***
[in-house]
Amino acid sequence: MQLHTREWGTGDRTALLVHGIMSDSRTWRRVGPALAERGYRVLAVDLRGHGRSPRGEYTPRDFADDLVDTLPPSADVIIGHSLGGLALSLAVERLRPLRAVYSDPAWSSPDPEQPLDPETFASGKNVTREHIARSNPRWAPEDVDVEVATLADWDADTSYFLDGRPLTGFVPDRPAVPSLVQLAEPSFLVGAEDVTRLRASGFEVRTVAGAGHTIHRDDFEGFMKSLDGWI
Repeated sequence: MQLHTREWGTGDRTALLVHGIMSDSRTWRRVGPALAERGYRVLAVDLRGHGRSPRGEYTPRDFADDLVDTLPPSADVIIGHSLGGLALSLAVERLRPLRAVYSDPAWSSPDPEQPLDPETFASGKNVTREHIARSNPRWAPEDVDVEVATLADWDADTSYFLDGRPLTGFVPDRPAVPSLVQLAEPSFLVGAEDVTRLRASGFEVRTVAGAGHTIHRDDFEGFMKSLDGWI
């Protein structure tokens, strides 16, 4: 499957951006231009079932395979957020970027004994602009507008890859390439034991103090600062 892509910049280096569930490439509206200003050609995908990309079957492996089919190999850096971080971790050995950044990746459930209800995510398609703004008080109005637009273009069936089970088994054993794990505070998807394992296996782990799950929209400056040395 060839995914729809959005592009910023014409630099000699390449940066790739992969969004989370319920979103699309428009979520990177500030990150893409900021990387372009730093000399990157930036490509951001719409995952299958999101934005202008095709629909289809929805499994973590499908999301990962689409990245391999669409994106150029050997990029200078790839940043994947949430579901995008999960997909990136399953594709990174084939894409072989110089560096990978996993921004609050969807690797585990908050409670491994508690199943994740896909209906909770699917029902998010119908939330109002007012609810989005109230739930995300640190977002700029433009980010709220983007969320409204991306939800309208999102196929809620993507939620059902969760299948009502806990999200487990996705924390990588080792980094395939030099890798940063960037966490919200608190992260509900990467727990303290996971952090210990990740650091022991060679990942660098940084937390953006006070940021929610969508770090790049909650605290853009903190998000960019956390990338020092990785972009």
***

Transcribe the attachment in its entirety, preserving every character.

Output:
[in-house]
Amino acid sequence: MQLHTREWGTGDRTALLVHGIMSDSRTWRRVGPALAERGYRVLAVDLRGHGRSPRGEYTPRDFADDLVDTLPPSADVIIGHSLGGLALSLAVERLRPLRAVYSDPAWSSPDPEQPLDPETFASGKNVTREHIARSNPRWAPEDVDVEVATLADWDADTSYFLDGRPLTGFVPDRPAVPSLVQLAEPSFLVGAEDVTRLRASGFEVRTVAGAGHTIHRDDFEGFMKSLDGWI
Repeated sequence: MQLHTREWGTGDRTALLVHGIMSDSRTWRRVGPALAERGYRVLAVDLRGHGRSPRGEYTPRDFADDLVDTLPPSADVIIGHSLGGLALSLAVERLRPLRAVYSDPAWSSPDPEQPLDPETFASGKNVTREHIARSNPRWAPEDVDVEVATLADWDADTSYFLDGRPLTGFVPDRPAVPSLVQLAEPSFLVGAEDVTRLRASGFEVRTVAGAGHTIHRDDFEGFMKSLDGWI
């Protein structure tokens, strides 16, 4: 499957951006231009079932395979957020970027004994602009507008890859390439034991103090600062 892509910049280096569930490439509206200003050609995908990309079957492996089919190999850096971080971790050995950044990746459930209800995510398609703004008080109005637009273009069936089970088994054993794990505070998807394992296996782990799950929209400056040395 060839995914729809959005592009910023014409630099000699390449940066790739992969969004989370319920979103699309428009979520990177500030990150893409900021990387372009730093000399990157930036490509951001719409995952299958999101934005202008095709629909289809929805499994973590499908999301990962689409990245391999669409994106150029050997990029200078790839940043994947949430579901995008999960997909990136399953594709990174084939894409072989110089560096990978996993921004609050969807690797585990908050409670491994508690199943994740896909209906909770699917029902998010119908939330109002007012609810989005109230739930995300640190977002700029433009980010709220983007969320409204991306939800309208999102196929809620993507939620059902969760299948009502806990999200487990996705924390990588080792980094395939030099890798940063960037966490919200608190992260509900990467727990303290996971952090210990990740650091022991060679990942660098940084937390953006006070940021929610969508770090790049909650605290853009903190998000960019956390990338020092990785972009």